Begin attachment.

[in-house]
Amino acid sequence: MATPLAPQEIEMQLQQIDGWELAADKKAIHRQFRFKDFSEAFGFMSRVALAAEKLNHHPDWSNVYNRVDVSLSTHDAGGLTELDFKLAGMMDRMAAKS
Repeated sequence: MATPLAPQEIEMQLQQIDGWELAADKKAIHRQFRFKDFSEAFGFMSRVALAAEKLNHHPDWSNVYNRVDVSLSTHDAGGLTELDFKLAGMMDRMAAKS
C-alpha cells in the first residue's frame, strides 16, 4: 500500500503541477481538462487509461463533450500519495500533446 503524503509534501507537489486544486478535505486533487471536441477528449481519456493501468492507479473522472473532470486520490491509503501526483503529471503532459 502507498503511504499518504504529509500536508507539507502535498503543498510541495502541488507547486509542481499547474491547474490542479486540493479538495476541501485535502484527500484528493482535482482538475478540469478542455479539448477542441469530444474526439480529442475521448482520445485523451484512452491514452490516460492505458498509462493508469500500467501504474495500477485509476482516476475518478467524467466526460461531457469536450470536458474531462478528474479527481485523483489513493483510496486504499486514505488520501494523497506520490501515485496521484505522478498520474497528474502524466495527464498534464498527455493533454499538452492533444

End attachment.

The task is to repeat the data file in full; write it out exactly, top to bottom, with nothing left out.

[in-house]
Amino acid sequence: MATPLAPQEIEMQLQQIDGWELAADKKAIHRQFRFKDFSEAFGFMSRVALAAEKLNHHPDWSNVYNRVDVSLSTHDAGGLTELDFKLAGMMDRMAAKS
Repeated sequence: MATPLAPQEIEMQLQQIDGWELAADKKAIHRQFRFKDFSEAFGFMSRVALAAEKLNHHPDWSNVYNRVDVSLSTHDAGGLTELDFKLAGMMDRMAAKS
C-alpha cells in the first residue's frame, strides 16, 4: 500500500503541477481538462487509461463533450500519495500533446 503524503509534501507537489486544486478535505486533487471536441477528449481519456493501468492507479473522472473532470486520490491509503501526483503529471503532459 502507498503511504499518504504529509500536508507539507502535498503543498510541495502541488507547486509542481499547474491547474490542479486540493479538495476541501485535502484527500484528493482535482482538475478540469478542455479539448477542441469530444474526439480529442475521448482520445485523451484512452491514452490516460492505458498509462493508469500500467501504474495500477485509476482516476475518478467524467466526460461531457469536450470536458474531462478528474479527481485523483489513493483510496486504499486514505488520501494523497506520490501515485496521484505522478498520474497528474502524466495527464498534464498527455493533454499538452492533444